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Mercedes Defend Tyre Strategy at Japanese GP 

Mercedes wanted the option of a one-stop left open, so on the restart opted to go for the hard tyres....

It wasn’t the best weekend for Mercedes at the Japanese Grand Prix. It wasn’t one to forget like Australia, but it wasn’t one to remember either. In part this was due to their indecisiveness over tyre strategy, but ultimately the team had little choice given their tyre allocation.

Mercedes wanted the option of a one-stop left open, so on the restart opted to go for the hard tyres. The team explained that their given their tyre allocation (2 Hard, 1 Medium), they were able to give themselves “the possibility of looking at either a one or two stop after the red flag – hence the hard tyre restart,” according to a Mercedes spokesperson.

George Russell believes “it was the right decision, starting on the Hards… If we started on the Medium after the red flag, you’re committed to the two-stop.”

The team knew “Suzuka would not be [their] strongest track” and understood that P6 “was likely the maximum today” though they couldn’t reach it this time around.

Hamilton: “That’s Why I Let George By”

Lewis Hamilton was struggling so much that he let Russell pass him on the opening stint. He suspected that he might have some damage after being passed by Charles Leclerc in turn three at the restart.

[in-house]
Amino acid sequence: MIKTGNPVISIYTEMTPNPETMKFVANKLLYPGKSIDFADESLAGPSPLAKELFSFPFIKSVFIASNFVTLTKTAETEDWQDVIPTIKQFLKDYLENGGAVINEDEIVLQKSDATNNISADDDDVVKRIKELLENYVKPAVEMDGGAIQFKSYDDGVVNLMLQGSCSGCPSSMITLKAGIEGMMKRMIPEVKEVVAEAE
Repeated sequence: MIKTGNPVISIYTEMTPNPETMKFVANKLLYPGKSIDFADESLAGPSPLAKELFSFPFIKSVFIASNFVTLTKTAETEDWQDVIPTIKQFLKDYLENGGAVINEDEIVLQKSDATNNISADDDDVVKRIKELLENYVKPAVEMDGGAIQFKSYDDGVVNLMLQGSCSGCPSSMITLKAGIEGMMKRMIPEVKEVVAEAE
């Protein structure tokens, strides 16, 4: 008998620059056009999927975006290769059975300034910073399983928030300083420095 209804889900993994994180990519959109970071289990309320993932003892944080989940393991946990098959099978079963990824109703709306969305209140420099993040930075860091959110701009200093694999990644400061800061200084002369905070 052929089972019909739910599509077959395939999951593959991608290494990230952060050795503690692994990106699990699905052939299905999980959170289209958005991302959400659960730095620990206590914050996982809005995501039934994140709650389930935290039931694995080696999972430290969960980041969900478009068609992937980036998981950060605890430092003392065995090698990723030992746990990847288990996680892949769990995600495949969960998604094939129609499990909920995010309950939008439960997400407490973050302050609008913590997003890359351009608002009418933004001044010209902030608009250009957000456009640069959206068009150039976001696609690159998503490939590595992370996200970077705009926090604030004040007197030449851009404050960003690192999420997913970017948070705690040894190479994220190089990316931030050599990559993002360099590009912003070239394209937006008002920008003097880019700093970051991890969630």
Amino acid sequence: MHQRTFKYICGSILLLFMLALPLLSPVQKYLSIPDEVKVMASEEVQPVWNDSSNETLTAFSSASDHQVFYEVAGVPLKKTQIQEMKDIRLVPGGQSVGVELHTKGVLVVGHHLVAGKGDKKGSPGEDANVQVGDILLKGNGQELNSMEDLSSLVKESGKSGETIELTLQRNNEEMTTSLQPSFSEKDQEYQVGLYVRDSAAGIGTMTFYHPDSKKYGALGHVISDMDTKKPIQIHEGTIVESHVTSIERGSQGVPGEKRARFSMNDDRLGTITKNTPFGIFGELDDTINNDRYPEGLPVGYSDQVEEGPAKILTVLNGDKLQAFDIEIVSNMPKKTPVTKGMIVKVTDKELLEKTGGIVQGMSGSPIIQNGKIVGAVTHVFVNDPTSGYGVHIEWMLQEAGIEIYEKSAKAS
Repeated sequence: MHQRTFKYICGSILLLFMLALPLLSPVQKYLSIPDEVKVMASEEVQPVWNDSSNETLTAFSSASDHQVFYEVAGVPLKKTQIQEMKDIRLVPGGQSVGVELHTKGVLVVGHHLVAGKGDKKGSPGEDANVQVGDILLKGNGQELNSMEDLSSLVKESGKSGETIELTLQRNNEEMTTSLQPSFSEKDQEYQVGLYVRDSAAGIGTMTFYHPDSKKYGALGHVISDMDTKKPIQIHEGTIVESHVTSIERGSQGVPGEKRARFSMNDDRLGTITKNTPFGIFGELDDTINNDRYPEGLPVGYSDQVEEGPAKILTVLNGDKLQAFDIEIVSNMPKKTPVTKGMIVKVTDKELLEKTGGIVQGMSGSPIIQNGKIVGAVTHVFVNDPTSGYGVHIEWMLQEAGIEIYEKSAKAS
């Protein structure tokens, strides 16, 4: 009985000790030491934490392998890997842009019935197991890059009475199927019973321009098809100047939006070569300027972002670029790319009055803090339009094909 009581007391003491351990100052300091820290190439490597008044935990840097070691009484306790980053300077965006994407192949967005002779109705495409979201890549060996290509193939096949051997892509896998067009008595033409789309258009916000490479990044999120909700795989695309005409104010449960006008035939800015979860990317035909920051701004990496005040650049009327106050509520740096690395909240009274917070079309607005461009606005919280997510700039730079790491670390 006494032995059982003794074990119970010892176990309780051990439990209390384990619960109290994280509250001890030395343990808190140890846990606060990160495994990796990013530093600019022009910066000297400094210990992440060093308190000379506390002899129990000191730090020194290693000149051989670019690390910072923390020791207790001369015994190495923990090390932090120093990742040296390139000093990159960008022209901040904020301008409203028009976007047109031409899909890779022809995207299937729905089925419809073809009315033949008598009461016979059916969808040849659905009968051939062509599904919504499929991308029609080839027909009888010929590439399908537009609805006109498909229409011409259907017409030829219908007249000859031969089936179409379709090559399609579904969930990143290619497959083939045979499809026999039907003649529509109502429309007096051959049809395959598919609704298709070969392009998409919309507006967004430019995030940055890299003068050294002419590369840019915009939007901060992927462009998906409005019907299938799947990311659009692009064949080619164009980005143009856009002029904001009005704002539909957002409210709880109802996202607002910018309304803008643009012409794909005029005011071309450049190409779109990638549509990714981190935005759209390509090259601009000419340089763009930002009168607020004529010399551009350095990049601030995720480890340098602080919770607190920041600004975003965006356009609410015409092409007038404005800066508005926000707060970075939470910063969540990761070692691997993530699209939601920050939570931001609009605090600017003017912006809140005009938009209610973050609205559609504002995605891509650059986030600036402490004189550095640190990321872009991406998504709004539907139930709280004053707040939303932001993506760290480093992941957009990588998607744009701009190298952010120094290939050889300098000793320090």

“I think I picked up a bit of damage at the beginning when Charles came around on the outside and had huge understeer for the first stint,” Hamilton explained. “I couldn’t turn the car into any of the corners – that’s why I let George by.”

Would Mercedes’ race have gone better had they opted to start with the Medium tyres? Hamilton isn’t sure but thought two hard tyre stints was going to be “a real challenge” regardless of which compound they started on.

“I don’t know what the different strategy would have been, whether we should’ve stayed on the medium to start with,” he said. “But we still had two really terrible hard tyres to run through. So a real challenge today.”

The Mercedes pair ultimately finished in P7 (Russell) and P9 (Hamilton) with both having abandoned the one-stop strategy.

Wolff: “The Car is Becoming Quicker”

Toto Wolff knows that the team is under pressure and made sure he was present in Japan after initial plans to skip the grand prix. For his part, the team principal blamed an “atrocious first stint” for the result.

“We ended up where we started,” Wolff told Sky Sports F1. “It was just very difficult. We had a second that was super quick and we would have been racing for a podium but an atrocious first stint.

“We need to find out what it was. Was it too hot? Were we overmanaging?”

Despite the lacklustre result, leaving them just a single point ahead of Aston Martin in the Constructors’, Wolff feels progress has been made on the car.

“I think it’s much better than it looks than the final result,” he explained. “And also in qualifying there’s lots we learned. It’s going to get better from here.

“We need to be quick on all circuits. There’s no excuse on temperatures or track layout. We have to sort it out.

“This is live testing for us. We have changed things massively and this is reflected in the result. The car is becoming quicker.”


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